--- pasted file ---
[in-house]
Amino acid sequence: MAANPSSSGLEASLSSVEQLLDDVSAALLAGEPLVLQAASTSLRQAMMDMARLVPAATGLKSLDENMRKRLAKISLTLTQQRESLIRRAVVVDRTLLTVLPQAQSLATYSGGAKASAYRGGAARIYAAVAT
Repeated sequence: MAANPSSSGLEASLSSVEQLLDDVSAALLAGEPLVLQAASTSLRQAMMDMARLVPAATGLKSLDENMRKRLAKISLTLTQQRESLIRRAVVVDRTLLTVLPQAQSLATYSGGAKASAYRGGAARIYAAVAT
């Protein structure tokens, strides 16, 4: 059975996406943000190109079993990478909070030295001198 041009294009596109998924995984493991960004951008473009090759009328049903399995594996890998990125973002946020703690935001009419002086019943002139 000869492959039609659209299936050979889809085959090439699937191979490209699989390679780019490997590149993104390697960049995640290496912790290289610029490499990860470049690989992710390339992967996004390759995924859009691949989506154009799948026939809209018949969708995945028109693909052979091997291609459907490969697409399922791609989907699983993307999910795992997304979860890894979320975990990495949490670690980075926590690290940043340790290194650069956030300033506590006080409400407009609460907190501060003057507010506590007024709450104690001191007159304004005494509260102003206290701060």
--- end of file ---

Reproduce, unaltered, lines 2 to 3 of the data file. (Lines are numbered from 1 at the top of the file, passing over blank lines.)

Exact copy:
Amino acid sequence: MAANPSSSGLEASLSSVEQLLDDVSAALLAGEPLVLQAASTSLRQAMMDMARLVPAATGLKSLDENMRKRLAKISLTLTQQRESLIRRAVVVDRTLLTVLPQAQSLATYSGGAKASAYRGGAARIYAAVAT
Repeated sequence: MAANPSSSGLEASLSSVEQLLDDVSAALLAGEPLVLQAASTSLRQAMMDMARLVPAATGLKSLDENMRKRLAKISLTLTQQRESLIRRAVVVDRTLLTVLPQAQSLATYSGGAKASAYRGGAARIYAAVAT